Estonia e-Residency scheme linked to growing digital currency fraud: report

The e-Residency program in Estonia has been linked to several high profile cryptocurrency frauds, fueling concerns the scheme is being abused by criminals, according to reports.

According to the Financial Intelligence Unit of Estonia’s police force, overseas companies owned by e-residents of Estonia have been identified at the center of several large exit scams in digital currency in recent months, Bloomberg reported.

There is also the suggestion the system has been abused in connection with initial coin offering (ICO) scams, with fraudsters using the e-Residency program in order to set up fake companies in the country.

The news breaks just months after it was revealed that Estonia was at the forefront of a global money laundering scandal, with some $220 billion in illegal funds flowing through the country. This prompted regulators to suspend the licenses of 500 digital currency companies.

At present, only 353 digital currency companies in Estonia have been allowed to keep their licenses, down from 1,234 before the scandal broke.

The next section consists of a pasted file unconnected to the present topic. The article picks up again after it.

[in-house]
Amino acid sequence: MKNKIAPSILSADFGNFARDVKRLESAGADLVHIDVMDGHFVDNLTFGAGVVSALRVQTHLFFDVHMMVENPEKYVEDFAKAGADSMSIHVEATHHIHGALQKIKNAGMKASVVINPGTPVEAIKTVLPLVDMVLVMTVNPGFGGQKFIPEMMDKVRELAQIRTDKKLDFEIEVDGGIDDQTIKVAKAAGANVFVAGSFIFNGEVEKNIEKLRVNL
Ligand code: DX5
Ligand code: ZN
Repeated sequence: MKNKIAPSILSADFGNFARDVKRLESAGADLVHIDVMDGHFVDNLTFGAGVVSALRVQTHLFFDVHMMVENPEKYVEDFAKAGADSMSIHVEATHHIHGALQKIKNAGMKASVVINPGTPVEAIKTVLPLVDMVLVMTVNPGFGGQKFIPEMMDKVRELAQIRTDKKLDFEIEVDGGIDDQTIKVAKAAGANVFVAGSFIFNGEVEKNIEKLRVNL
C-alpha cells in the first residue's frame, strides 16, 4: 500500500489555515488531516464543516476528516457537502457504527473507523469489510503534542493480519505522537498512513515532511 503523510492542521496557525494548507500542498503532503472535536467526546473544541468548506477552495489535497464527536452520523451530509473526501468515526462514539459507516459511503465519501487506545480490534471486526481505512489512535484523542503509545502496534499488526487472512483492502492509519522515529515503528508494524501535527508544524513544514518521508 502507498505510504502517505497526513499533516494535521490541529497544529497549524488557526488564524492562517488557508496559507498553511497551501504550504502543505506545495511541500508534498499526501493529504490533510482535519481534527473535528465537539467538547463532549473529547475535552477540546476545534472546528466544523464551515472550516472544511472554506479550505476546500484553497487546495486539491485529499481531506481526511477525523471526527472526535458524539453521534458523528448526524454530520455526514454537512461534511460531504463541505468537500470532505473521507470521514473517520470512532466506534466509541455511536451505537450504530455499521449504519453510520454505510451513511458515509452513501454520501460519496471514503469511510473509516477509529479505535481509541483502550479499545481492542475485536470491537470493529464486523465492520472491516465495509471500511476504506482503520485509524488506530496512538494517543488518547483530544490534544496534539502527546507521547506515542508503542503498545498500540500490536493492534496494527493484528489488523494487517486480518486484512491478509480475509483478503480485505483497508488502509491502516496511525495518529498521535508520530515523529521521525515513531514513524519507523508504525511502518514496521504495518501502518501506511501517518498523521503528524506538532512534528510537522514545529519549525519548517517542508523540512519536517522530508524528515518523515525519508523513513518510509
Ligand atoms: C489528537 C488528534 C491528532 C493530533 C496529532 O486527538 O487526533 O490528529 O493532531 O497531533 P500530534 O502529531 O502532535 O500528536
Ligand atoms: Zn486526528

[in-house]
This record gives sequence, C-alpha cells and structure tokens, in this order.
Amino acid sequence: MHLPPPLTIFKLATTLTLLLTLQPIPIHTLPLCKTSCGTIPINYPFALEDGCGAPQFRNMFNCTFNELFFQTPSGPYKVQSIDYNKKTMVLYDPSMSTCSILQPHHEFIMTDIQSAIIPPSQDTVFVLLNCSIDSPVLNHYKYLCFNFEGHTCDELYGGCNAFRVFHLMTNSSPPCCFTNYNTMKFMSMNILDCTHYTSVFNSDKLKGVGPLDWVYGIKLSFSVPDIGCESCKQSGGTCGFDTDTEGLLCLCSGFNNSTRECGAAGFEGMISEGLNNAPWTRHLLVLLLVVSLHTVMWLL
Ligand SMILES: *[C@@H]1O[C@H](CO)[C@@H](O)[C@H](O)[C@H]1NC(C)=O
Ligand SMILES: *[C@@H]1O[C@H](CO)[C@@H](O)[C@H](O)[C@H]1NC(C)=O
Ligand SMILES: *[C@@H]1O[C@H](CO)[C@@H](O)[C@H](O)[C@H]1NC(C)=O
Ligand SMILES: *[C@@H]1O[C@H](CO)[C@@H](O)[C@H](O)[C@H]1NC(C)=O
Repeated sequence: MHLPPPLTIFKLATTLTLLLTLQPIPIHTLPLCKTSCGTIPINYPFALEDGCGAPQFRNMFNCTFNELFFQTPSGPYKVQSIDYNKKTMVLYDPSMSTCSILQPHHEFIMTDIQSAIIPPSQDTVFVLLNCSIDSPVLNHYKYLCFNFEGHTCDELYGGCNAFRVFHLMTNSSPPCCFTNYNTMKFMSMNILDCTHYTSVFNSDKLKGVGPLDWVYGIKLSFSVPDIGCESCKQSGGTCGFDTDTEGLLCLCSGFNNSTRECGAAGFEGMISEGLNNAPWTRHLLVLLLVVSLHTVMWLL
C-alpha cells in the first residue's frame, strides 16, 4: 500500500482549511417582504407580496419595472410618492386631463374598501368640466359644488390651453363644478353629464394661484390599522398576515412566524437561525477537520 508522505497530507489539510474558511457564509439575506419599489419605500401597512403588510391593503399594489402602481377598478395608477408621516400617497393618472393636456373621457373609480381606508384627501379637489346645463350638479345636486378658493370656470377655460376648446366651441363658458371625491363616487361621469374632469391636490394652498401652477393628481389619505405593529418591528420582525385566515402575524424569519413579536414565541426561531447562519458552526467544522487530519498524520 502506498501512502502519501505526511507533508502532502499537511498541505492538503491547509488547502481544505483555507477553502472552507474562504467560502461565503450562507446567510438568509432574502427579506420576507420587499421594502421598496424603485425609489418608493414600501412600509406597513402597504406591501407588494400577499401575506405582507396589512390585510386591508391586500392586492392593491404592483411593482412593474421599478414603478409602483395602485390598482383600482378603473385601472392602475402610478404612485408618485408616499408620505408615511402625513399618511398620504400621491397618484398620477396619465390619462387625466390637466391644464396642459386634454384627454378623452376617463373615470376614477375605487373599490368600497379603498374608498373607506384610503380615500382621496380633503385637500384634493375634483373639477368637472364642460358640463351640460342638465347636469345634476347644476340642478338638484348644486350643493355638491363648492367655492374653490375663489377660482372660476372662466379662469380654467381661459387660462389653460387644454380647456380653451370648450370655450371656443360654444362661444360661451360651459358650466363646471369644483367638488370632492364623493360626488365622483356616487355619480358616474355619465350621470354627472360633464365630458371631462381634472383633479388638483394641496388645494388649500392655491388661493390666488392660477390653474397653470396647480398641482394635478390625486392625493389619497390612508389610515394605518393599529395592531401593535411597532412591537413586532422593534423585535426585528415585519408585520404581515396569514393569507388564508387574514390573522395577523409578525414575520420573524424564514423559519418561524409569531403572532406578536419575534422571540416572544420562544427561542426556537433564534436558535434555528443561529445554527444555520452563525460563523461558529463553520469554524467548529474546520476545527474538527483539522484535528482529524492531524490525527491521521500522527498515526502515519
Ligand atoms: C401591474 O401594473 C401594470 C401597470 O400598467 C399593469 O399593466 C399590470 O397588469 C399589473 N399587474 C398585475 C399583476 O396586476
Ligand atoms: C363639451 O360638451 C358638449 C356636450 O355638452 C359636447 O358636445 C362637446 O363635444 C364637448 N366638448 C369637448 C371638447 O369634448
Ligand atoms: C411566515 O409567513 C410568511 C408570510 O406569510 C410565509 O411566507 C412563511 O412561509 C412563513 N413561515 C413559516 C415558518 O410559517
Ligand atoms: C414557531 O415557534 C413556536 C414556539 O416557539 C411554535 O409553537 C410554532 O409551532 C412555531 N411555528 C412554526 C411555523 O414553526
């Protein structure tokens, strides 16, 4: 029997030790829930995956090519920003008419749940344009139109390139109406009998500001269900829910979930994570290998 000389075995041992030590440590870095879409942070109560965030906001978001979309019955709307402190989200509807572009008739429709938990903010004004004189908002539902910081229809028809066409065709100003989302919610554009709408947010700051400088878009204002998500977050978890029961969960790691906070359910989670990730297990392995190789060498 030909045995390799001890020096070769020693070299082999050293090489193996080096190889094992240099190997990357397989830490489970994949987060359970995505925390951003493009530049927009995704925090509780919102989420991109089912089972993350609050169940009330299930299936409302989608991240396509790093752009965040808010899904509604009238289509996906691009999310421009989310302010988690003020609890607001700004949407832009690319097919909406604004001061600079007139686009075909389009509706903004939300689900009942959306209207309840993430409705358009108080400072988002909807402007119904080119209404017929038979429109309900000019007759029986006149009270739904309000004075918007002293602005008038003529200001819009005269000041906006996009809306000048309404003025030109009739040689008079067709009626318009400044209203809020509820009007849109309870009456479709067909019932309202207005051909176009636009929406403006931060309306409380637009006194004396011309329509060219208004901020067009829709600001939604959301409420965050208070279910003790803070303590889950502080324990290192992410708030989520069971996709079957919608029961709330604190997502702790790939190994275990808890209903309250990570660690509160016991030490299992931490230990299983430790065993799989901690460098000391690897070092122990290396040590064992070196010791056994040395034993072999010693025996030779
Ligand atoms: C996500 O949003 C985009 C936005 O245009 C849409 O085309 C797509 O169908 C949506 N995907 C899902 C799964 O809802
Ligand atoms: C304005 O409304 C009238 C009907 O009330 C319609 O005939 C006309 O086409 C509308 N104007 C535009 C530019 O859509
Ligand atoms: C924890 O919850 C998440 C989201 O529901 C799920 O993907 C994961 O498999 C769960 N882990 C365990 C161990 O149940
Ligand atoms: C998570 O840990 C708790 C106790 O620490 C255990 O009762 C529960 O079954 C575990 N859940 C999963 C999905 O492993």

The blow to the reputation of the e-Residency scheme is expected to take a further serious hit from the latest revelations, bringing the system into disrepute despite its noble intentions. According to Prime Minister Taavi Roivas, the e-Residency program was designed to encourage citizenship in Estonia as part of rebuilding efforts following half a century of Soviet rule.

First launched in 2014, the scheme allows anyone to become a digital citizen of Estonia, without necessarily living in the country. The scheme has proved popular, with over 70,000 e-residents already signed up to the program, including Tim Draper, Guy Kawasaki, Shinzo Abe and Angela Merkel.

The authorities behind the e-residency program are now working closely with law enforcement and intelligence officials to identify further abuses of the system, and to begin the job of rebuilding trust in the scheme.

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